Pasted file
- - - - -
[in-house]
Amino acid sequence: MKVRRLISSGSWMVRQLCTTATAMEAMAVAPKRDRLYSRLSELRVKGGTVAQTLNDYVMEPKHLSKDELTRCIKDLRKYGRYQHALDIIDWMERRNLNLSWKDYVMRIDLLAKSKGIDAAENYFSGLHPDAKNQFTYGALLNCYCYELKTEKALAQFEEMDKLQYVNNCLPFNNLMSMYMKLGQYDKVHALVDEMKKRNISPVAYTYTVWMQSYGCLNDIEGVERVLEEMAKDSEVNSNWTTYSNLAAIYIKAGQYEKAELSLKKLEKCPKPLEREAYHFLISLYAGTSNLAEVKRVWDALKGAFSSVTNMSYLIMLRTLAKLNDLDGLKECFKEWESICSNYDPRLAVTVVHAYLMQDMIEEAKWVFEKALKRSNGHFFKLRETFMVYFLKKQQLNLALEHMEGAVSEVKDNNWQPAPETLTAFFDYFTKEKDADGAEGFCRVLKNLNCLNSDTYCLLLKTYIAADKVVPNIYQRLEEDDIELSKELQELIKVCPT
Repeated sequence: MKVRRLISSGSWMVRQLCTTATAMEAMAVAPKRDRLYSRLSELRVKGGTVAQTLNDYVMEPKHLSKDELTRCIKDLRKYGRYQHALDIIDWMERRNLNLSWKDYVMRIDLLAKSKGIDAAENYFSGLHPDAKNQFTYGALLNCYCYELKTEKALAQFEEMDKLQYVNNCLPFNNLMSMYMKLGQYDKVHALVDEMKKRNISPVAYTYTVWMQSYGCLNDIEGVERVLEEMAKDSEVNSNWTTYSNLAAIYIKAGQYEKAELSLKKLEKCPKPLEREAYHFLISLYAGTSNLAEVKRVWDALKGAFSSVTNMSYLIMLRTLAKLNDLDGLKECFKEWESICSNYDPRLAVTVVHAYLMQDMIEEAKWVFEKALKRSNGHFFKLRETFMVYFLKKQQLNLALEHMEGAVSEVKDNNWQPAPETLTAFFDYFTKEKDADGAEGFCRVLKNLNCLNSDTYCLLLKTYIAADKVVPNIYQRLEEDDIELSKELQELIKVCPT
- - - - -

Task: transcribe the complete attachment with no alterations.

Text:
[in-house]
Amino acid sequence: MKVRRLISSGSWMVRQLCTTATAMEAMAVAPKRDRLYSRLSELRVKGGTVAQTLNDYVMEPKHLSKDELTRCIKDLRKYGRYQHALDIIDWMERRNLNLSWKDYVMRIDLLAKSKGIDAAENYFSGLHPDAKNQFTYGALLNCYCYELKTEKALAQFEEMDKLQYVNNCLPFNNLMSMYMKLGQYDKVHALVDEMKKRNISPVAYTYTVWMQSYGCLNDIEGVERVLEEMAKDSEVNSNWTTYSNLAAIYIKAGQYEKAELSLKKLEKCPKPLEREAYHFLISLYAGTSNLAEVKRVWDALKGAFSSVTNMSYLIMLRTLAKLNDLDGLKECFKEWESICSNYDPRLAVTVVHAYLMQDMIEEAKWVFEKALKRSNGHFFKLRETFMVYFLKKQQLNLALEHMEGAVSEVKDNNWQPAPETLTAFFDYFTKEKDADGAEGFCRVLKNLNCLNSDTYCLLLKTYIAADKVVPNIYQRLEEDDIELSKELQELIKVCPT
Repeated sequence: MKVRRLISSGSWMVRQLCTTATAMEAMAVAPKRDRLYSRLSELRVKGGTVAQTLNDYVMEPKHLSKDELTRCIKDLRKYGRYQHALDIIDWMERRNLNLSWKDYVMRIDLLAKSKGIDAAENYFSGLHPDAKNQFTYGALLNCYCYELKTEKALAQFEEMDKLQYVNNCLPFNNLMSMYMKLGQYDKVHALVDEMKKRNISPVAYTYTVWMQSYGCLNDIEGVERVLEEMAKDSEVNSNWTTYSNLAAIYIKAGQYEKAELSLKKLEKCPKPLEREAYHFLISLYAGTSNLAEVKRVWDALKGAFSSVTNMSYLIMLRTLAKLNDLDGLKECFKEWESICSNYDPRLAVTVVHAYLMQDMIEEAKWVFEKALKRSNGHFFKLRETFMVYFLKKQQLNLALEHMEGAVSEVKDNNWQPAPETLTAFFDYFTKEKDADGAEGFCRVLKNLNCLNSDTYCLLLKTYIAADKVVPNIYQRLEEDDIELSKELQELIKVCPT